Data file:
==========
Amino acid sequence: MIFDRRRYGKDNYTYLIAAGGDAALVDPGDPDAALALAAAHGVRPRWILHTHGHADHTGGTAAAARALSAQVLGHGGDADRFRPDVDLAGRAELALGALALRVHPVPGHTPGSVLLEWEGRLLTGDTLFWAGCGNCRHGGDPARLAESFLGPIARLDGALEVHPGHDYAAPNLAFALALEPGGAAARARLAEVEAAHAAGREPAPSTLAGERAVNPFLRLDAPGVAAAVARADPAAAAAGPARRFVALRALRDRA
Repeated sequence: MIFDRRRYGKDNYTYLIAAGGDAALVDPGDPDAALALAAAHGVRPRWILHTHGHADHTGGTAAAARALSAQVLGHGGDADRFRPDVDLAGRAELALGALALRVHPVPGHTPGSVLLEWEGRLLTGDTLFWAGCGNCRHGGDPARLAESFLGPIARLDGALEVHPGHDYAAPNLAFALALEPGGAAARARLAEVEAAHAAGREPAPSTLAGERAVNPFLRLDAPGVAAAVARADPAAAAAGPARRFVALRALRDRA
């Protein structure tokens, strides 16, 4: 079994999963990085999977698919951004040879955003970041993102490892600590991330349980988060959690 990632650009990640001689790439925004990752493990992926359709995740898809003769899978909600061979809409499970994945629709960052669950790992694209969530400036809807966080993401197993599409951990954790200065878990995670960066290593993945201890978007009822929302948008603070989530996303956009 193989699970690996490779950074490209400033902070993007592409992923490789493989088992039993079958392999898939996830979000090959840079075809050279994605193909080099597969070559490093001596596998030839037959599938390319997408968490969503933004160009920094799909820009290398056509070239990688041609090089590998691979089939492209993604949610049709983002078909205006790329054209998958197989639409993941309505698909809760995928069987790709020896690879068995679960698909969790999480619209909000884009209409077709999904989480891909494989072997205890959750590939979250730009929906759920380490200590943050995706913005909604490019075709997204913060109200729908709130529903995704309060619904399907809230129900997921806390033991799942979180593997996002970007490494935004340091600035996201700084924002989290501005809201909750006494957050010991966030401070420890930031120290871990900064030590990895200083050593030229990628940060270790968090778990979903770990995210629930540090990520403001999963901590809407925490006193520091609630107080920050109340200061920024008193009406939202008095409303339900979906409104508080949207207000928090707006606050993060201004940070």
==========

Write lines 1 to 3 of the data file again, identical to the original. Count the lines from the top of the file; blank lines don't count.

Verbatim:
Amino acid sequence: MIFDRRRYGKDNYTYLIAAGGDAALVDPGDPDAALALAAAHGVRPRWILHTHGHADHTGGTAAAARALSAQVLGHGGDADRFRPDVDLAGRAELALGALALRVHPVPGHTPGSVLLEWEGRLLTGDTLFWAGCGNCRHGGDPARLAESFLGPIARLDGALEVHPGHDYAAPNLAFALALEPGGAAARARLAEVEAAHAAGREPAPSTLAGERAVNPFLRLDAPGVAAAVARADPAAAAAGPARRFVALRALRDRA
Repeated sequence: MIFDRRRYGKDNYTYLIAAGGDAALVDPGDPDAALALAAAHGVRPRWILHTHGHADHTGGTAAAARALSAQVLGHGGDADRFRPDVDLAGRAELALGALALRVHPVPGHTPGSVLLEWEGRLLTGDTLFWAGCGNCRHGGDPARLAESFLGPIARLDGALEVHPGHDYAAPNLAFALALEPGGAAARARLAEVEAAHAAGREPAPSTLAGERAVNPFLRLDAPGVAAAVARADPAAAAAGPARRFVALRALRDRA
């Protein structure tokens, strides 16, 4: 079994999963990085999977698919951004040879955003970041993102490892600590991330349980988060959690 990632650009990640001689790439925004990752493990992926359709995740898809003769899978909600061979809409499970994945629709960052669950790992694209969530400036809807966080993401197993599409951990954790200065878990995670960066290593993945201890978007009822929302948008603070989530996303956009 193989699970690996490779950074490209400033902070993007592409992923490789493989088992039993079958392999898939996830979000090959840079075809050279994605193909080099597969070559490093001596596998030839037959599938390319997408968490969503933004160009920094799909820009290398056509070239990688041609090089590998691979089939492209993604949610049709983002078909205006790329054209998958197989639409993941309505698909809760995928069987790709020896690879068995679960698909969790999480619209909000884009209409077709999904989480891909494989072997205890959750590939979250730009929906759920380490200590943050995706913005909604490019075709997204913060109200729908709130529903995704309060619904399907809230129900997921806390033991799942979180593997996002970007490494935004340091600035996201700084924002989290501005809201909750006494957050010991966030401070420890930031120290871990900064030590990895200083050593030229990628940060270790968090778990979903770990995210629930540090990520403001999963901590809407925490006193520091609630107080920050109340200061920024008193009406939202008095409303339900979906409104508080949207207000928090707006606050993060201004940070």